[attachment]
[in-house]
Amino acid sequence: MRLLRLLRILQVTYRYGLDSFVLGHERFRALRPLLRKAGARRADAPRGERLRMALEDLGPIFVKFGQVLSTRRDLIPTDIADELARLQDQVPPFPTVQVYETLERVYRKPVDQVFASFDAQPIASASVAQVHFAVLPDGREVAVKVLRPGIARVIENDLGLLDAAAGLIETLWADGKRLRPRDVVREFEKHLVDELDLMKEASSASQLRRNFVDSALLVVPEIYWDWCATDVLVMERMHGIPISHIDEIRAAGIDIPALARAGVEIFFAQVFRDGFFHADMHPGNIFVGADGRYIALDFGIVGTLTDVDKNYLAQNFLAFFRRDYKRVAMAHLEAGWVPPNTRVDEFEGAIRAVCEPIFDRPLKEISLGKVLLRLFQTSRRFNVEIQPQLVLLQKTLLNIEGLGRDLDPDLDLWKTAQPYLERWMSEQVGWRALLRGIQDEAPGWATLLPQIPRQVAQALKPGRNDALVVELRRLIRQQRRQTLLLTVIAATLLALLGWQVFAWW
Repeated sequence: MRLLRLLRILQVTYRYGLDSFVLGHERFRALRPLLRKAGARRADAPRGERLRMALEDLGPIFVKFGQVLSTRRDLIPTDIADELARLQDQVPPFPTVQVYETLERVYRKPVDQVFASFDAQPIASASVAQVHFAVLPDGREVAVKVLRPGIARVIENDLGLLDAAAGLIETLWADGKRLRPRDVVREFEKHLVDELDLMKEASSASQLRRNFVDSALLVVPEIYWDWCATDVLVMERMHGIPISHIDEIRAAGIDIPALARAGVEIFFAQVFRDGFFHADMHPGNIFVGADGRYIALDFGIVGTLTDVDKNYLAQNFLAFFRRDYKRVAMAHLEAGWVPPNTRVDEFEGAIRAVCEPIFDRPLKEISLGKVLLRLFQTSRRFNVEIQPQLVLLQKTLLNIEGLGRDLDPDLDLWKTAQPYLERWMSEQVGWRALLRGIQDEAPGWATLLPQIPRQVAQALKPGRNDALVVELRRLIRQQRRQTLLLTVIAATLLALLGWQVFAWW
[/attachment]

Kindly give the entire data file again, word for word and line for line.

[in-house]
Amino acid sequence: MRLLRLLRILQVTYRYGLDSFVLGHERFRALRPLLRKAGARRADAPRGERLRMALEDLGPIFVKFGQVLSTRRDLIPTDIADELARLQDQVPPFPTVQVYETLERVYRKPVDQVFASFDAQPIASASVAQVHFAVLPDGREVAVKVLRPGIARVIENDLGLLDAAAGLIETLWADGKRLRPRDVVREFEKHLVDELDLMKEASSASQLRRNFVDSALLVVPEIYWDWCATDVLVMERMHGIPISHIDEIRAAGIDIPALARAGVEIFFAQVFRDGFFHADMHPGNIFVGADGRYIALDFGIVGTLTDVDKNYLAQNFLAFFRRDYKRVAMAHLEAGWVPPNTRVDEFEGAIRAVCEPIFDRPLKEISLGKVLLRLFQTSRRFNVEIQPQLVLLQKTLLNIEGLGRDLDPDLDLWKTAQPYLERWMSEQVGWRALLRGIQDEAPGWATLLPQIPRQVAQALKPGRNDALVVELRRLIRQQRRQTLLLTVIAATLLALLGWQVFAWW
Repeated sequence: MRLLRLLRILQVTYRYGLDSFVLGHERFRALRPLLRKAGARRADAPRGERLRMALEDLGPIFVKFGQVLSTRRDLIPTDIADELARLQDQVPPFPTVQVYETLERVYRKPVDQVFASFDAQPIASASVAQVHFAVLPDGREVAVKVLRPGIARVIENDLGLLDAAAGLIETLWADGKRLRPRDVVREFEKHLVDELDLMKEASSASQLRRNFVDSALLVVPEIYWDWCATDVLVMERMHGIPISHIDEIRAAGIDIPALARAGVEIFFAQVFRDGFFHADMHPGNIFVGADGRYIALDFGIVGTLTDVDKNYLAQNFLAFFRRDYKRVAMAHLEAGWVPPNTRVDEFEGAIRAVCEPIFDRPLKEISLGKVLLRLFQTSRRFNVEIQPQLVLLQKTLLNIEGLGRDLDPDLDLWKTAQPYLERWMSEQVGWRALLRGIQDEAPGWATLLPQIPRQVAQALKPGRNDALVVELRRLIRQQRRQTLLLTVIAATLLALLGWQVFAWW